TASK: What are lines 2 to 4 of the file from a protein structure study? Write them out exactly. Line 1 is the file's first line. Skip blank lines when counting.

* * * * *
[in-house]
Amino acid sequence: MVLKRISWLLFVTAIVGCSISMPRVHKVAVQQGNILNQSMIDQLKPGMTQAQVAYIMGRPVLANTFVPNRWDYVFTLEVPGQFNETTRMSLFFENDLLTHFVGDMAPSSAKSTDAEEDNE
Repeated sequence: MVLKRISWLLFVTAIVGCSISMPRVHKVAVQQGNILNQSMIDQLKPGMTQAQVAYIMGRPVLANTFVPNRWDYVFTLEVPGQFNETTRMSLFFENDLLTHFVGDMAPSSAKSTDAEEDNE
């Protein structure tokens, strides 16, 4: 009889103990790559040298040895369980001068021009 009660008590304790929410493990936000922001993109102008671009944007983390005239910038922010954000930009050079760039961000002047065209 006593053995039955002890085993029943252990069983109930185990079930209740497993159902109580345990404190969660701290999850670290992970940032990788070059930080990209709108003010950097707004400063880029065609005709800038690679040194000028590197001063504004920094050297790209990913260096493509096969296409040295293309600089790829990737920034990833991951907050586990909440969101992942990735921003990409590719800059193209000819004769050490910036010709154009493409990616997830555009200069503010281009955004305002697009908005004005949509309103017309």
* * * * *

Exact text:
Amino acid sequence: MVLKRISWLLFVTAIVGCSISMPRVHKVAVQQGNILNQSMIDQLKPGMTQAQVAYIMGRPVLANTFVPNRWDYVFTLEVPGQFNETTRMSLFFENDLLTHFVGDMAPSSAKSTDAEEDNE
Repeated sequence: MVLKRISWLLFVTAIVGCSISMPRVHKVAVQQGNILNQSMIDQLKPGMTQAQVAYIMGRPVLANTFVPNRWDYVFTLEVPGQFNETTRMSLFFENDLLTHFVGDMAPSSAKSTDAEEDNE
């Protein structure tokens, strides 16, 4: 009889103990790559040298040895369980001068021009 009660008590304790929410493990936000922001993109102008671009944007983390005239910038922010954000930009050079760039961000002047065209 006593053995039955002890085993029943252990069983109930185990079930209740497993159902109580345990404190969660701290999850670290992970940032990788070059930080990209709108003010950097707004400063880029065609005709800038690679040194000028590197001063504004920094050297790209990913260096493509096969296409040295293309600089790829990737920034990833991951907050586990909440969101992942990735921003990409590719800059193209000819004769050490910036010709154009493409990616997830555009200069503010281009955004305002697009908005004005949509309103017309």